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Donna J. Willard v. Michael J. Astrue

September 26, 2011

DONNA J. WILLARD,
PLAINTIFF,
v.
MICHAEL J. ASTRUE, COMMISSIONER OF SOCIAL SECURITY, DEFENDANT.



The opinion of the court was delivered by: Honorablelarryalanburns United States District Judge

ORDER ADOPTING IN PART REPORT AND RECOMMENDATION; AND ORDER OF REMAND [Docket numbers 16--19.]

Plaintiff, an applicant for Social Security benefits, sought review of an administrative decision of the Commissioner of Social Security pursuant to 42 U.S.C. § 405(g). This matter was referred to Magistrate Judge William McCurine for a report and recommendation. After receiving cross motions for summary judgment, Judge McCurine issued his report and recommendation (the "R&R") on January 6, 2011. The R&R recommended granting Plaintiff's motion and remanding this matter to the Commissioner for further proceedings.

Defendant filed his objections to the R&R on January 24, 2011. Objections were due on January 21, but along with his late objections, Defendant also filed an ex parte application for leave to file the objections late. The application was unopposed, and for good cause shown, it is GRANTED. The objections are accepted as filed. Plaintiff also filed a reply to the objections.

I. Legal Standards for R&R

A district court has jurisdiction to review a Magistrate Judge's report and recommendation on dispositive matters. Fed. R. Civ. P. 72(b). "The district judge must determine de novo any part of the magistrate judge's disposition that has been properly objected to." Id. "A judge of the court may accept, reject, or modify, in whole or in part, the findings or recommendations made by the magistrate judge." 28 U.S.C. § 636(b)(1). The standards for review of the Commissioner's decision, and the law governing benefits and res judicata are set forth in the R&R. These standards are uncontested and the Court adopts them.

II. Discussion

The background facts are uncontested and well known to the parties so the Court does not repeat them in full here. The central core of facts is as follows. Plaintiff filed four earlier applications for Supplemental Security Income, in 1974, 1976, 1979, and 1980. The first three were denied, and the last was granted, with a finding that she was disabled as of that date. Then in 2006, Plaintiff applied for Child's Insurance benefits based on the eligibility of her late mother, who died in 1968. The administrative law judge (ALJ ) denied this application on the basis that res judicata prevented a finding that Plaintiff was disabled before age 22. Specifically, the ALJ found:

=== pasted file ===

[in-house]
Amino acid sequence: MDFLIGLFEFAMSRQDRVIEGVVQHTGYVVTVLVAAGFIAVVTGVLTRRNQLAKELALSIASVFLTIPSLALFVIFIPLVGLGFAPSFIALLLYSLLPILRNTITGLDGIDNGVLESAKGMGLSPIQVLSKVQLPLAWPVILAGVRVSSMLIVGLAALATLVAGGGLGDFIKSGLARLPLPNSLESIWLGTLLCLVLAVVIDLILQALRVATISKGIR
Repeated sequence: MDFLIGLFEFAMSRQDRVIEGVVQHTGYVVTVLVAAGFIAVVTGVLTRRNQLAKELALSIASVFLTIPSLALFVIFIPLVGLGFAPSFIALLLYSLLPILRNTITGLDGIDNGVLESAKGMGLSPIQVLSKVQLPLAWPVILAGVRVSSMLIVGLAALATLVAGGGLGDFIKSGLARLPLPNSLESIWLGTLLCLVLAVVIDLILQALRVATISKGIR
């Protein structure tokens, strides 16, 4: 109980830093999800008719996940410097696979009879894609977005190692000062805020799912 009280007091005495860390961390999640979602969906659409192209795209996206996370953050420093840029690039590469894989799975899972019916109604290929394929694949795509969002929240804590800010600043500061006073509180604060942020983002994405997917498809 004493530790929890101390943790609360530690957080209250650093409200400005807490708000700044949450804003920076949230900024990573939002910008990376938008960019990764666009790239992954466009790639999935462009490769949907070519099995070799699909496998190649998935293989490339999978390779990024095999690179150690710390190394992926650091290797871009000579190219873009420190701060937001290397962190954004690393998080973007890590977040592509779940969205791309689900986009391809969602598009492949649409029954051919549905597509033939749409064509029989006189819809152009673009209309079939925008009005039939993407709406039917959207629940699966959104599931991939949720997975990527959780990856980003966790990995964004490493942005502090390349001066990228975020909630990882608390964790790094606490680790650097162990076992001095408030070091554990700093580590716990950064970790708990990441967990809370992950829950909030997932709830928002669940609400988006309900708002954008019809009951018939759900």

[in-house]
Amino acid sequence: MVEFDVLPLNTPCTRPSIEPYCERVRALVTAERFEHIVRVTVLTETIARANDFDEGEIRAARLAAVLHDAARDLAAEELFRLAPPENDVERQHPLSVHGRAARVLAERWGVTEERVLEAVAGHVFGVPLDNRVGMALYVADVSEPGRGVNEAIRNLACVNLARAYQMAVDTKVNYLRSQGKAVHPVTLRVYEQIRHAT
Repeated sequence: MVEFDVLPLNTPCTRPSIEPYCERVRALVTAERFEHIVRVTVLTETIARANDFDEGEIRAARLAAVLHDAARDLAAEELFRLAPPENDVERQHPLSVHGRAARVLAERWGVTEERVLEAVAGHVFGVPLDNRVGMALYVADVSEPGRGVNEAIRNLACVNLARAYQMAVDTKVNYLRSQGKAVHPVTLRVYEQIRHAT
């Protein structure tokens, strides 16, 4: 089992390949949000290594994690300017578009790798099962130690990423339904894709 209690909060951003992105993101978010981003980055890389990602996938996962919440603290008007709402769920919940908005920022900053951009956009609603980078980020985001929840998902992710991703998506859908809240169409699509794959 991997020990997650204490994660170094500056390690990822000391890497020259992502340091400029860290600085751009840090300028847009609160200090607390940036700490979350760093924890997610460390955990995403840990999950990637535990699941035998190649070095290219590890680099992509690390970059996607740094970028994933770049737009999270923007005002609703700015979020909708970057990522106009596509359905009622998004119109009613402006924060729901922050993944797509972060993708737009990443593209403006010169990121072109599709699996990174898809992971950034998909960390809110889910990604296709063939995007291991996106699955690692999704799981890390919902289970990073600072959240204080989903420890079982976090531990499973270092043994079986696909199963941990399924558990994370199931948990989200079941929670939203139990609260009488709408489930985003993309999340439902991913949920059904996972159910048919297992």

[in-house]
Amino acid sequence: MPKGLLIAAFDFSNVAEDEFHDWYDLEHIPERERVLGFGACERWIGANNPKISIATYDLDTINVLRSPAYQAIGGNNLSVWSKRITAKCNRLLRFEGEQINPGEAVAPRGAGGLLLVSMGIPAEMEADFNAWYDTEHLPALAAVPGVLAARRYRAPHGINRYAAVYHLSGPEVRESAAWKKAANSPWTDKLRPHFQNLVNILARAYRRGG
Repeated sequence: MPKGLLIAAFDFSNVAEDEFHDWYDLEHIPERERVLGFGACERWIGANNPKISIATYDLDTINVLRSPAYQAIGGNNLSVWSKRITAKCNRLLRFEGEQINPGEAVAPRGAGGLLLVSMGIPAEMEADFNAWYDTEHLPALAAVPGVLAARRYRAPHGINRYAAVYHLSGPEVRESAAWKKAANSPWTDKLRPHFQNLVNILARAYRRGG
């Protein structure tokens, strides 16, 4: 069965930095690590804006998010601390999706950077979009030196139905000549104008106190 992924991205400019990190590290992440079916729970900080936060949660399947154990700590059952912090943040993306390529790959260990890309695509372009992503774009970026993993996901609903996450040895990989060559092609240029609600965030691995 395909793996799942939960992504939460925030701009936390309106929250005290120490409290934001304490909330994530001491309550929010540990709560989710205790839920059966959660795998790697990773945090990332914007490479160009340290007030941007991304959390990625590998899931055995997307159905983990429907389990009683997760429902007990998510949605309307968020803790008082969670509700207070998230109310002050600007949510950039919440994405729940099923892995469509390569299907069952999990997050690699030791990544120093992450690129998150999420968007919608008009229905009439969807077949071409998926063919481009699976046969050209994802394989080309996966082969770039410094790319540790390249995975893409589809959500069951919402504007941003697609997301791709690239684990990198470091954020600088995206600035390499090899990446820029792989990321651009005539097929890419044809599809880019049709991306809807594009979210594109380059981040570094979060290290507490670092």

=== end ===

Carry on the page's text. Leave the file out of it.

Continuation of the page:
As a procedural matter, the claimant currently alleges a disability onset date of July 15, 1968. However, the Administration determined that the claimant was not disabled from January 1, 1974, (the claimant's alleged disability onset date in her first claim) through the date of the final determination in 1974 . . . .

In all four SSI applications, despite having had the opportunity to allege any disability onset date, the claimant failed to allege that she was disabled prior to attaining age 22. It was not until she turned 58 years old that she first alleged that she was disabled prior to July 15, 1970.*fn1

Accordingly, based on the foregoing, the undersigned finds that the principles of res judicata bar any consideration of the period prior to April 29, 1974, the filing date of her first SSI application. Therefore, the claimant cannot be considered "disabled" prior to attaining age 22 and is not entitled to child's insurance benefits.

Administrative Record ("AR") at 16.

The R&R found the ALJ improperly relied on res judicata as a reason for denying benefits, without adequate evidence that an identical issue was decided before. The R&R pointed out the administrative record did not contain Plaintiff's earlier applications for benefits, and the ALJ's decision didn't identify or cite to identical issues raised and decided earlier.

The R&R also found that Plaintiff's disability in the period before April 29, 1974, the date when she filed her first SSI application, was never adjudicated.

Defendant objects that although the original applications are no longer available, the record does contain computer coded information summarizing Plaintiff's claims. According to these records, Plaintiff alleged later onset dates, which wouldn't qualify her for the benefits she now seeks. Defendant also objects that Plaintiff several times claimed an onset date later than she now claims. Defendant also objects ...


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